Bed bug infestations are on the rise in the U.S., and coming up with effective ways to deal with these nocturnal pests has become a big topic around the water cooler. Although bed bugs can hitch a ride on just about anything, including shoes, handbags and luggage, clothing is a common target. It's possible to eradicate bed bugs from laundered clothing, bedding and household textiles like drapes and area rugs, but it takes heat to do it.
A sustained temperature of 120 degrees Fahrenheit will kill all stages of the bed bug's lifecycle. Some experts suggest maintaining the heat for at least 20 minutes while others recommend continuing high temperatures for an hour. That's good news if you're trying to get bed bugs out of your clothes: Washing your clothes in hot water will probably kill them, and spinning your clothes in a hot dryer will certainly kill them. In fact, just stuffing your bug infested clothes in a trash bag, sealing it and putting it out in the sun on a hot day will kill any critters inside. Just make sure the interior of the bag reaches a sustained 120 degrees Fahrenheit by checking the temperature with an instant read thermometer.
If you're dealing with dry-clean-only garments, the dry-cleaning process kills bed bugs, too, but it's probably a good idea to let the dry cleaner know there may be bed bugs in the clothing you're leaving at his facility. He may want to quarantine your clothes before treating them.
If there will be a delay in cleaning your garments or dropping them off at the dry cleaner, keep them in a sealed trash bag in your garage to make sure you don't spread them to multiple areas in your home.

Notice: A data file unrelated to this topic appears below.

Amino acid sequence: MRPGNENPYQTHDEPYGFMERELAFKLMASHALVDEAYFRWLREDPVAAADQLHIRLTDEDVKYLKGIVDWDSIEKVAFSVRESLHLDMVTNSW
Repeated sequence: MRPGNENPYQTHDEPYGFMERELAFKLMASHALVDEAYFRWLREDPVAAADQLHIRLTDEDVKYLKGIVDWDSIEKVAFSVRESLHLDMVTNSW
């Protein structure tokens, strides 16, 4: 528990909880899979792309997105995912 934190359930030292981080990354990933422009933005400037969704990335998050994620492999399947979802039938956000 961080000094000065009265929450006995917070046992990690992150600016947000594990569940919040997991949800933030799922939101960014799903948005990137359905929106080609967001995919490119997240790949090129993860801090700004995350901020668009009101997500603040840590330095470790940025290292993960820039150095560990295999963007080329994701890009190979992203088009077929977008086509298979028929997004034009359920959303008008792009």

These tips don't just work for clothing, either. Washing and drying with hot water, dry cleaning and heat treating will kill bed bugs in bedding, draperies, pillows, cushions, area rugs and other household textiles, too. Just make sure that the heat penetrates all the layers of the items you're cleaning.
- EPA. "Top Ten Bed Bugs Tips - EPA." 1/12/12. (4/3/12). http://www.epa.gov/pesticides/factsheets/bed-bugs-faq-fs.html
- Kells, Stephen A. and Jeff Hahn. "Traveler Q & A: Preventing bed bugs from hitchhiking to your home." University of Minnesota - Department of Entomology. 2006. (4/3/12). http://www.extension.umn.edu/distribution/housingandclothing/M1196.html
- Mayo Clinic. "Bedbugs." (4/3/12). http://www.mayoclinic.com/health/bedbugs/DS00663
- Mayo Clinic. "Treatment and Drugs." (4/3/12). http://www.mayoclinic.com/health/bedbugs/DS00663/DSECTION=treatments-and-drugs
- NYC Department of Health & Mental Hygiene and Department of Housing Preservation & Development. "Preventing and Getting Rid of Bedbugs. (4/3/12). http://www.nyc.gov/html/doh/downloads/pdf/vector/bed-bug-guide.pdf
- Public Health Department City of Columbus. "Bed Bug Relief Guide." 4/2010. (4/3/12). http://publichealth.columbus.gov/uploadedFiles/Public_Health/Content_Administrators/Press_Room/Bed%20Bug%20Relief%20Guide.pdf
- The Bug Clinic. "Bed Bugs - A Health Problem Returns to the U.S." (4/3/12). http://www.bugclinic.com/bedbug.htm
- U.S. Centers for Disease Control. " Joint Statement on Bed Bug Control in the United States from the U.S. Centers for Disease Control and Prevention (CDC) and the U.S. Environmental Protection Agency (EPA)." 2/17/11. (4/3/12). http://www.cdc.gov/nceh/ehs/publications/bed_bugs_cdc-epa_statement.htm
- U.S. Centers for Disease Control. "Bed Bugs: Frequently Asked Questions." 11/2/10. (4/3/12). http://www.cdc.gov/parasites/bedbugs/faqs.html